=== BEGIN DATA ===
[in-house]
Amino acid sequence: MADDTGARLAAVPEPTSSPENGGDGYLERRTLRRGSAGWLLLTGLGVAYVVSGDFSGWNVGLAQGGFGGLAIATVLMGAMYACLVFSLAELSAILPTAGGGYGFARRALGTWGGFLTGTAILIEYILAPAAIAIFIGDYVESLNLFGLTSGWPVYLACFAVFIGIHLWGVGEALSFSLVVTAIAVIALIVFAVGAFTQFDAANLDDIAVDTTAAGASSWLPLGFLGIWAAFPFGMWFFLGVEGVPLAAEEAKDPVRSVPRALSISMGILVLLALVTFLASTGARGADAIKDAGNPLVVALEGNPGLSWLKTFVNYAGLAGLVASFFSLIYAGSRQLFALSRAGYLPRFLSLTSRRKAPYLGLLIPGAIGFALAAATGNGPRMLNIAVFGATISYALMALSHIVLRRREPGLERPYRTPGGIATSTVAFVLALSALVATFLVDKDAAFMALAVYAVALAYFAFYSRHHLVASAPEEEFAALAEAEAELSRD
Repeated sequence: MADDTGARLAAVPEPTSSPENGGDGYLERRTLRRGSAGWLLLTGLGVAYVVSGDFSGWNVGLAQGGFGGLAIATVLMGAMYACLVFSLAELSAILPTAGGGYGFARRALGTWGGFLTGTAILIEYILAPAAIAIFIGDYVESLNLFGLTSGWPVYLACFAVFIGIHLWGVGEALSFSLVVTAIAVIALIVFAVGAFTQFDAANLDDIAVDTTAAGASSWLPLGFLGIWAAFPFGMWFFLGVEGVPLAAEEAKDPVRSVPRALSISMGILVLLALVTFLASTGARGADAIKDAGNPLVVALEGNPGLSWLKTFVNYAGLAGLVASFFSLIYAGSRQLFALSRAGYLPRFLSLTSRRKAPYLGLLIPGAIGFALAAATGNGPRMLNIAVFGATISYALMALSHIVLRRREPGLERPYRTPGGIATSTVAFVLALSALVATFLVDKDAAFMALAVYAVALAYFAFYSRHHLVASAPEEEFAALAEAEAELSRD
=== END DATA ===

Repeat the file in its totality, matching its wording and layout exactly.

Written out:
[in-house]
Amino acid sequence: MADDTGARLAAVPEPTSSPENGGDGYLERRTLRRGSAGWLLLTGLGVAYVVSGDFSGWNVGLAQGGFGGLAIATVLMGAMYACLVFSLAELSAILPTAGGGYGFARRALGTWGGFLTGTAILIEYILAPAAIAIFIGDYVESLNLFGLTSGWPVYLACFAVFIGIHLWGVGEALSFSLVVTAIAVIALIVFAVGAFTQFDAANLDDIAVDTTAAGASSWLPLGFLGIWAAFPFGMWFFLGVEGVPLAAEEAKDPVRSVPRALSISMGILVLLALVTFLASTGARGADAIKDAGNPLVVALEGNPGLSWLKTFVNYAGLAGLVASFFSLIYAGSRQLFALSRAGYLPRFLSLTSRRKAPYLGLLIPGAIGFALAAATGNGPRMLNIAVFGATISYALMALSHIVLRRREPGLERPYRTPGGIATSTVAFVLALSALVATFLVDKDAAFMALAVYAVALAYFAFYSRHHLVASAPEEEFAALAEAEAELSRD
Repeated sequence: MADDTGARLAAVPEPTSSPENGGDGYLERRTLRRGSAGWLLLTGLGVAYVVSGDFSGWNVGLAQGGFGGLAIATVLMGAMYACLVFSLAELSAILPTAGGGYGFARRALGTWGGFLTGTAILIEYILAPAAIAIFIGDYVESLNLFGLTSGWPVYLACFAVFIGIHLWGVGEALSFSLVVTAIAVIALIVFAVGAFTQFDAANLDDIAVDTTAAGASSWLPLGFLGIWAAFPFGMWFFLGVEGVPLAAEEAKDPVRSVPRALSISMGILVLLALVTFLASTGARGADAIKDAGNPLVVALEGNPGLSWLKTFVNYAGLAGLVASFFSLIYAGSRQLFALSRAGYLPRFLSLTSRRKAPYLGLLIPGAIGFALAAATGNGPRMLNIAVFGATISYALMALSHIVLRRREPGLERPYRTPGGIATSTVAFVLALSALVATFLVDKDAAFMALAVYAVALAYFAFYSRHHLVASAPEEEFAALAEAEAELSRD